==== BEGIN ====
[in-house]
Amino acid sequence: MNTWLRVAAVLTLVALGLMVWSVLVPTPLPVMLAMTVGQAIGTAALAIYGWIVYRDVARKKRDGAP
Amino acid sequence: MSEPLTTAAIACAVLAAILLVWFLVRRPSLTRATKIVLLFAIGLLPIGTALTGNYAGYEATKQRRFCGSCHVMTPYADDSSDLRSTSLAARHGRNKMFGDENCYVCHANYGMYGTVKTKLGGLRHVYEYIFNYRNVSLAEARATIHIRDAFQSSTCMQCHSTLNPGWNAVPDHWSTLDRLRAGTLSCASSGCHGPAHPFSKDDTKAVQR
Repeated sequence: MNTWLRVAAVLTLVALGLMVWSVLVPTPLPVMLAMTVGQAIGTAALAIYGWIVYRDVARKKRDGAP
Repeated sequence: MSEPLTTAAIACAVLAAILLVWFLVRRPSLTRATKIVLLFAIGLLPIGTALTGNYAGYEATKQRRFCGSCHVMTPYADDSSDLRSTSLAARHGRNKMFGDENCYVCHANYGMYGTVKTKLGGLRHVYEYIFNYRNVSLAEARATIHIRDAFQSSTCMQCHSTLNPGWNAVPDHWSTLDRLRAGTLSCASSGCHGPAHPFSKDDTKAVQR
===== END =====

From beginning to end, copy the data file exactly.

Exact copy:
[in-house]
Amino acid sequence: MNTWLRVAAVLTLVALGLMVWSVLVPTPLPVMLAMTVGQAIGTAALAIYGWIVYRDVARKKRDGAP
Amino acid sequence: MSEPLTTAAIACAVLAAILLVWFLVRRPSLTRATKIVLLFAIGLLPIGTALTGNYAGYEATKQRRFCGSCHVMTPYADDSSDLRSTSLAARHGRNKMFGDENCYVCHANYGMYGTVKTKLGGLRHVYEYIFNYRNVSLAEARATIHIRDAFQSSTCMQCHSTLNPGWNAVPDHWSTLDRLRAGTLSCASSGCHGPAHPFSKDDTKAVQR
Repeated sequence: MNTWLRVAAVLTLVALGLMVWSVLVPTPLPVMLAMTVGQAIGTAALAIYGWIVYRDVARKKRDGAP
Repeated sequence: MSEPLTTAAIACAVLAAILLVWFLVRRPSLTRATKIVLLFAIGLLPIGTALTGNYAGYEATKQRRFCGSCHVMTPYADDSSDLRSTSLAARHGRNKMFGDENCYVCHANYGMYGTVKTKLGGLRHVYEYIFNYRNVSLAEARATIHIRDAFQSSTCMQCHSTLNPGWNAVPDHWSTLDRLRAGTLSCASSGCHGPAHPFSKDDTKAVQR